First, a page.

Game of Thrones Has a Gay Problem

From left: Oberyn Martell, Loras Tyrell, Renly Baratheon. Photo: HBO

Spoilers ahead for the season-six finale of Game of Thrones.

After the heartbreaking events of recent weeks, there was little that could draw crowds away from the Gay Pride festivities in New York on Sunday afternoon. But there was something even more powerful than rainbow flags and Jell-O shots: Game of Thrones. Plenty of people, myself included, rushed home from the sea of men in chaps to watch Cersei Lannister put on a S&M outfit of her own to seize the crown. You better work, queen!

And so, when Loras Tyrell died within the first 15 minutes of the show, it was a huge disappointment for gay fans. Not only was he killed when Cersei’s dragon-fire bomb went off under the Sept of Baelor, but just moments before his death, he was forced to renounce his sexual orientation and the man he truly loved. “I have laid with other men, including the traitor Renly Baratheon,” he says in his confession. “I’m guilty of depravity, dishonesty, profligacy, and arrogance.” Then the seven-pointed star was carved into his forehead and he had to repudiate everything he once held dear.

Over the years, gay characters on Game of Thrones have met especially bloody and ignominious deaths. Renly was killed by a shadow monster that climbed out of Melisandre’s womb. Oberyn Martell, who put the B in the LGBT, had his face literally caved in by the Mountain. And Loras had to suffer both physical and psychological violence. This was also the season we lost Hodor. The character was presumptively asexual, but Kristian Nairn, the actor who portrayed the lovable oaf, was the only openly gay actor in the sprawling cast.

The only remaining gay characters are Yara Greyjoy and Ellaria Sand, who is bisexual, and we’ve only seen them cavorting with female prostitutes. When Yara ostentatiously announced that she is “going to go fuck the tits off of this one,” referring to the slave girl, it seemed more like she was a woman in a man’s world trying to fit in with their customs and traditions. (Though flirting with Daenarys Targaryen seemed as gay as Tegan and Sarah doing a Subaru ad.) Ellaria, meanwhile, is relegated to Dorne, which, for the most progressive kingdom on Game of Thrones, has been one of the least interesting plotlines in GOT history.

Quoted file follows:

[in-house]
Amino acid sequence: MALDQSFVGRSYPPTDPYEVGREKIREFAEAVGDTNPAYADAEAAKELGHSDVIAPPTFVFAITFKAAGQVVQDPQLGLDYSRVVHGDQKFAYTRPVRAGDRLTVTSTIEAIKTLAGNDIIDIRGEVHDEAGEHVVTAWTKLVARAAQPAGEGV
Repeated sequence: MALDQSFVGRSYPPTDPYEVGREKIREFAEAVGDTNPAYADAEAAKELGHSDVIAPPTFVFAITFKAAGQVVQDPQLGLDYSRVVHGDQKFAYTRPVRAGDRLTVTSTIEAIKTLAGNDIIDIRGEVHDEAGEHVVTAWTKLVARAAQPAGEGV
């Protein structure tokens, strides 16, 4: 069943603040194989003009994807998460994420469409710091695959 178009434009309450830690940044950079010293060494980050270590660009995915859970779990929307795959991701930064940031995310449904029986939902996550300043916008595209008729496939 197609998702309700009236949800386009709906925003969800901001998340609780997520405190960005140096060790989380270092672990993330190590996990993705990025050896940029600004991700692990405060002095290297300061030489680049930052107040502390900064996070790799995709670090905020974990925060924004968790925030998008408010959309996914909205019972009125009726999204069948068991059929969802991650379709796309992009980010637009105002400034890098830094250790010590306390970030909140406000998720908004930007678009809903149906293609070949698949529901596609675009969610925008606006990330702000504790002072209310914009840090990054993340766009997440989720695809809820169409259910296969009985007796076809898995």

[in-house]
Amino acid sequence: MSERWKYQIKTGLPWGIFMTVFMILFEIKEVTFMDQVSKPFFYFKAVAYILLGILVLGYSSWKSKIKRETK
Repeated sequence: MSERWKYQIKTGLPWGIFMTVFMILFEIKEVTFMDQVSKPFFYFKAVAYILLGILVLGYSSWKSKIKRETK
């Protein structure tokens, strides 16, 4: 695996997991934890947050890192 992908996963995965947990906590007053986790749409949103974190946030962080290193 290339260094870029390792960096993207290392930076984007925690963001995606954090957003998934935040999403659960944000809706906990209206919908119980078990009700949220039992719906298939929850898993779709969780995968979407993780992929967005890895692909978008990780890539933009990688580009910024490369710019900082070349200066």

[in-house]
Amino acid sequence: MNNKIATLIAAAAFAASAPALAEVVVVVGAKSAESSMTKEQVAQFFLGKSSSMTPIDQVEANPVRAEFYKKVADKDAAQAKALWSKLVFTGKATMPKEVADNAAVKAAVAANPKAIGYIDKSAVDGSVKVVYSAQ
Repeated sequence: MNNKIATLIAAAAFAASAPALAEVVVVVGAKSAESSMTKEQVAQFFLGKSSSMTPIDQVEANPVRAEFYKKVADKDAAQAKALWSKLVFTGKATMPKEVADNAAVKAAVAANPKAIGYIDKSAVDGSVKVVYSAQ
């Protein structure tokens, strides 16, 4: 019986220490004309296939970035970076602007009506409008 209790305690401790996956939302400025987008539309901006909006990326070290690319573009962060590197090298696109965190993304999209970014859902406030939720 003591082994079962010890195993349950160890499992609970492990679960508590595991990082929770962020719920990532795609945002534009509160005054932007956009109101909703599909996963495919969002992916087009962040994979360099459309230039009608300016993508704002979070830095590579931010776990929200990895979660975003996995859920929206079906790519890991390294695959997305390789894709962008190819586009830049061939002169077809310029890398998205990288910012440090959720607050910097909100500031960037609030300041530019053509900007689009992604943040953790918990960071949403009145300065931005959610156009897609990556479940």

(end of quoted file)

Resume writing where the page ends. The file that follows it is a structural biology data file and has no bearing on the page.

This latest gay death comes at a time when fans are more sensitive to queer characters getting offed than ever. When Lexa, a popular lesbian character on The 100, was killed earlier this year in the same week as Denise, the lesbian doctor on The Walking Dead, gay fans had a conniption fit. It’s not just that fan favorites were being written off the shows — it’s that there are so few gay characters of note on popular TV dramas, it’s hard whenever we lose one of them.

It also plays into a long and tired trope called “Bury Your Gays,” which rarely allows gay characters a happy ending. They’re often depicted as murder victims, psychologically damaged, or scheming villains, which is something of a flash point for gay viewers who are tired of seeing their lives reflected in such a negative way. When Loras Tyrell has to undergo the world’s sickest conversion therapy, it’s traumatic for a population that is not only underrepresented on television, but is still trying to shake off the effects of decades of oppression.

To their credit, David Benioff and D.B. Weiss made the queer sexuality of these characters more explicit than it is in the books. For his part, George R.R. Martin has been resistant to adding gay characters to the series. “I’m not going to do it just for the sake of doing it,” he said at a book convention in 2014. “If the plot lends itself to that, if one of my viewpoint characters is in a situation, then I’m not going to shy away from it, but you can’t just insert things because everyone wants to see them.”

But it’s not just that everyone wants to see them — it’s a matter of making sexual orientation explicit in a world where it is already implicit. What has drawn so many fans into Game of Thrones, gay and straight alike, is that it represents an immersive and well-crafted universe that has parallels to our own, but with dragons, resurrections, and the majestic beauty of Daario Naharas’s naked ass. Depicting gay characters as a part of that universe, outside of having their faces bashed in or their gorgeous faces defiled, just adds to its verisimilitude. And while Yara and Ellaria are great, they’re both still in peril, and if lesbian sci-fi and fantasy fans lose one more of their characters they’re going to go all Xena: Warrior Princess on someone. 

Now that Loras is a pile of smoldering ash in the middle of King’s Landing, gay fans need someone they can get behind. But it’s hard to imagine the show adding any more major characters, gay or otherwise, this late in the game. It would also be difficult to retrofit an existing character with a newly revealed orientation, as J.K. Rowling did with Dumbledore after the Harry Potter series was over. Though there's always Robert Baratheon's bastard, Gendry, who might be able to come out of the closet and start a nice life with a Dothraki he met somewhere between Volantis and Myr, if he ever stops rowing.